FDA Says Some Types of Peanut Butter Could Kill Your Dog
Dogs love peanut butter and we love to watch them eat it. They actually look pretty funny when they do it, but there's nothing funny about what can happen to your dog if you're giving them peanut butter with a certain ingredient.
With all the healthy options of foods being offered these days, there's also the risk in some of these options of additives that dogs should never have. Case in point, a certain sugar substitute added to some low calorie peanut butter products. It's called xylitol, and the FDA says it's extremely toxic for dogs. Even small amounts of xylitol can cause hypoglycemia, seizures, liver failure, even death.
Jess Magyar is a Vet Tech at Bethel Veterinary Hospital, and she says this added ingredient can cause some major problems in dogs. "We always advise our clients to read the labels before purchasing anything that they may be giving to their pets, or putting on bones or treats for them to chew on."
So just how dangerous is this additive?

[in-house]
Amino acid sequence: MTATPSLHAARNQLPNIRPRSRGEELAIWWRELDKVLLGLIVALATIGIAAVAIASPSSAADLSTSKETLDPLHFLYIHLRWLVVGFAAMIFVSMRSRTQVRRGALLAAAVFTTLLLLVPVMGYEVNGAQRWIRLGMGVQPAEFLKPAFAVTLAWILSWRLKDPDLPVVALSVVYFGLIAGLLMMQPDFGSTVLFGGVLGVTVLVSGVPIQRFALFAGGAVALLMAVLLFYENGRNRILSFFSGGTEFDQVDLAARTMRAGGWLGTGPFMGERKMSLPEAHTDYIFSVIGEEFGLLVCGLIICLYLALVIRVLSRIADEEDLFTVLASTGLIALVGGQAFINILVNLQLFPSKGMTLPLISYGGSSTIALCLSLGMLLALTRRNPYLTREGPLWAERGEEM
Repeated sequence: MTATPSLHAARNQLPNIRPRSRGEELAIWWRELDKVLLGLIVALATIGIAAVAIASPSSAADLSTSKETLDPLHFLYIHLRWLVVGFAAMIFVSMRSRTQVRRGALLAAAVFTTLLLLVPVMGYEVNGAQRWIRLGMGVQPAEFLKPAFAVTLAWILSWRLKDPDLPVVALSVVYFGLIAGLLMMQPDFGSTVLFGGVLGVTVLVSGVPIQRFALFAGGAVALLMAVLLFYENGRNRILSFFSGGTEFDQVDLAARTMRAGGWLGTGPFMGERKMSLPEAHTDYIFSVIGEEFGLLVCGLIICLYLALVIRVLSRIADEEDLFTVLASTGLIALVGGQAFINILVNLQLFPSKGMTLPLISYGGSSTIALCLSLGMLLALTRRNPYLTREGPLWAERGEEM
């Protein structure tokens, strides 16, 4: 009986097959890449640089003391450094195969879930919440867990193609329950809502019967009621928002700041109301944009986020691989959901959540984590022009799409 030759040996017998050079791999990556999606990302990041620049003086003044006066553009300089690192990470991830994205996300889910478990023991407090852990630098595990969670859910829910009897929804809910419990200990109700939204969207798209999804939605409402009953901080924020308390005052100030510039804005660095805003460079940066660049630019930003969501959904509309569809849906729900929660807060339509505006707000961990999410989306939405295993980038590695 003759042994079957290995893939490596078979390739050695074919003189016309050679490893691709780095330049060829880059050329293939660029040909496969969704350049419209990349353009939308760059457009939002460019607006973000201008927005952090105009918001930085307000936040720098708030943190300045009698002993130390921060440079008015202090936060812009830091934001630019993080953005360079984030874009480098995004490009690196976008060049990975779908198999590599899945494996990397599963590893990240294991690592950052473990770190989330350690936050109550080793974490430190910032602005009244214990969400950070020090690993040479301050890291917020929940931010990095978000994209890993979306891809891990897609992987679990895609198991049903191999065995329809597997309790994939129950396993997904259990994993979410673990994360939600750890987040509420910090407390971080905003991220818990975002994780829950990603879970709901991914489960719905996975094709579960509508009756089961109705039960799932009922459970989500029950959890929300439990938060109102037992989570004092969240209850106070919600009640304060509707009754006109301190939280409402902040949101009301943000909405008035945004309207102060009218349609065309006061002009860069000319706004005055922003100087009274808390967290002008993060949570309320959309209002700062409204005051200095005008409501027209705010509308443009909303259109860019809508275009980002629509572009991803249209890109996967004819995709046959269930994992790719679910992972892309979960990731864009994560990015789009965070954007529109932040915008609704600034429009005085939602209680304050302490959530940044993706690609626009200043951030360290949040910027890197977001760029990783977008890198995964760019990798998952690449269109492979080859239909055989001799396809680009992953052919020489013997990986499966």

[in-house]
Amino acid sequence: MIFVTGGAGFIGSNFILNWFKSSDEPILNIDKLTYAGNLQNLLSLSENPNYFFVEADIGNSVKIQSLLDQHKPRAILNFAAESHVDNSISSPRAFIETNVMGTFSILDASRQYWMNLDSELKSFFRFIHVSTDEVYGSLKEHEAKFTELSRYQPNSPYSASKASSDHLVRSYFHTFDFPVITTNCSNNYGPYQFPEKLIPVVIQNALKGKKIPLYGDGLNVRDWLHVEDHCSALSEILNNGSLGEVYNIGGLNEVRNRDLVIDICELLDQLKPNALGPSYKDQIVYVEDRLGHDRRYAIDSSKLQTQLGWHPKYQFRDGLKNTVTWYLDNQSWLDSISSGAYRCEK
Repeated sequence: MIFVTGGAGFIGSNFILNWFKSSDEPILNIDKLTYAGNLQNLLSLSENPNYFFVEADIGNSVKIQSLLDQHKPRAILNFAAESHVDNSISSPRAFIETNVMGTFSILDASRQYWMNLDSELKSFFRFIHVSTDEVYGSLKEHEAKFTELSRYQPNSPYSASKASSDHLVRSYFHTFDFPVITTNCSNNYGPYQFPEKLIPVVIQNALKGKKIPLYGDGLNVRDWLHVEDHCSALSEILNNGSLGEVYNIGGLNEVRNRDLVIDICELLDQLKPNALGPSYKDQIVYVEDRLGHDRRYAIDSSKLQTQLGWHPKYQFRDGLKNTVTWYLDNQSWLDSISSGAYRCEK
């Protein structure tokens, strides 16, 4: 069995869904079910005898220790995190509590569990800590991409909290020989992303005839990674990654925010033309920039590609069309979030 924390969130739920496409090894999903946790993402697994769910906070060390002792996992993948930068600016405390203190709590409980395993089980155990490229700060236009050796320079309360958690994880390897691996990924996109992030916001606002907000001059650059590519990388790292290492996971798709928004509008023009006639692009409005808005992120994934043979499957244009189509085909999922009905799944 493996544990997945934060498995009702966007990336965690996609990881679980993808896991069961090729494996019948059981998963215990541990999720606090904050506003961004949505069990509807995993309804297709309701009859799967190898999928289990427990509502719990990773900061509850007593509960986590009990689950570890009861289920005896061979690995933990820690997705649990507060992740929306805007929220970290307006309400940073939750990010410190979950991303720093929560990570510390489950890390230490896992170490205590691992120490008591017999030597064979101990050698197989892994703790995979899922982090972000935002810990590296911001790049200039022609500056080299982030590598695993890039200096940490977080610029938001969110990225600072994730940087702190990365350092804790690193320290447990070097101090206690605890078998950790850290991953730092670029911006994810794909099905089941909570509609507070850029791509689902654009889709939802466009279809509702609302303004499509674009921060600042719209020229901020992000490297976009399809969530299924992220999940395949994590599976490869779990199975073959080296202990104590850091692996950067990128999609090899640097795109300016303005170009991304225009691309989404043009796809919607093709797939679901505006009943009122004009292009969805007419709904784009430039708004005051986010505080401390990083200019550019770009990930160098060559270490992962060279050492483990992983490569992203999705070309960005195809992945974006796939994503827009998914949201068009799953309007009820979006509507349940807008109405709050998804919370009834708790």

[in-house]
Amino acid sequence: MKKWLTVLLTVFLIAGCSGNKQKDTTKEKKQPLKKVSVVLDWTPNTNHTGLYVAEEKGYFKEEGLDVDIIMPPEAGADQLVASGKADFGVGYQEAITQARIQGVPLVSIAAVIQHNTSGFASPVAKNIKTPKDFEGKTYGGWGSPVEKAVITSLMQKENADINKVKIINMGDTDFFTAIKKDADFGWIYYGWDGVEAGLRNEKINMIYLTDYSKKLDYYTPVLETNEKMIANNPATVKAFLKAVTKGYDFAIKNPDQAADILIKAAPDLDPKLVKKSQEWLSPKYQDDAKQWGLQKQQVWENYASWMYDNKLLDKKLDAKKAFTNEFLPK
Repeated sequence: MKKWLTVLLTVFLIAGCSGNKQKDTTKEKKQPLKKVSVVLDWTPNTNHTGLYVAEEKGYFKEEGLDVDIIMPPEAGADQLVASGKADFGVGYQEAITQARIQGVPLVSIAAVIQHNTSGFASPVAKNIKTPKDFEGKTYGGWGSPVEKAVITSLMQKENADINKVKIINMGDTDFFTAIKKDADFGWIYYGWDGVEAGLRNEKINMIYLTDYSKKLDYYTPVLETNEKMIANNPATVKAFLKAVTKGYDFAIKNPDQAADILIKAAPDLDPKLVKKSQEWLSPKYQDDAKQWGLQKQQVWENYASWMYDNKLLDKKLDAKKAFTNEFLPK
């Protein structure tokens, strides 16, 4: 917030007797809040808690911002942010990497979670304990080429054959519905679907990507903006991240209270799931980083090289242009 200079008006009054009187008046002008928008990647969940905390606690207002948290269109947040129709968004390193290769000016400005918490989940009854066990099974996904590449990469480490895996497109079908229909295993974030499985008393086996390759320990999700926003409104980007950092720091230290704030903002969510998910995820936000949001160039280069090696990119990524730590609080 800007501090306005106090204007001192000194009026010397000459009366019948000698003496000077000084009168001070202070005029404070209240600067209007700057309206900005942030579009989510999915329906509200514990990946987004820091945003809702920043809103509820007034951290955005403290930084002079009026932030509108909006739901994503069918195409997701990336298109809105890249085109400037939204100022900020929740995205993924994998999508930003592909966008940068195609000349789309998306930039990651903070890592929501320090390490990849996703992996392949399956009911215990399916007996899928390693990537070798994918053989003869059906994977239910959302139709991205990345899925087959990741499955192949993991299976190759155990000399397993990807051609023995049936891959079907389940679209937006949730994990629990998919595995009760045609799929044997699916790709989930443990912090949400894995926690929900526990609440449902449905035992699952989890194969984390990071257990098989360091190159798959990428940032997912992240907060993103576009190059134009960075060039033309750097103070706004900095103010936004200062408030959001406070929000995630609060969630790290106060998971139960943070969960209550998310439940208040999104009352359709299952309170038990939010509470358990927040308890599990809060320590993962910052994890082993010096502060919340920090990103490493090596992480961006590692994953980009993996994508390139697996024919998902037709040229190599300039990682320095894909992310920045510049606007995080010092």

"It's very dangerous," says Magyar. "Pets can actually die from ingesting too much xylitol -- I've seen it first hand. If a pet gets into something that contains xylitol like peanut butter or certain types of gum, mints, even hard candies, it could be fatal. So many people have no idea that something they picked up in the grocery store, that may have an artificial sweetener, can cause some major consequences with your pet. Anything that has artificial sweeteners should be checked before giving it to your dog. In the event that your pet ingests anything that you know contains xylitol, you should contact your veterinarian immediately, or take your dog to an emergency clinic, or call the Pet Poison Hotline at 1-800-213-6680."
Symptoms of xylitol poisoning in an animal include vomiting, weakness, difficulty walking, depression or lethargy, tremors, seizure, and a coma. Since there is no antidote for xylitol poisoning, fast action is required to reverse the toxic effects, and to prevent any severe problems.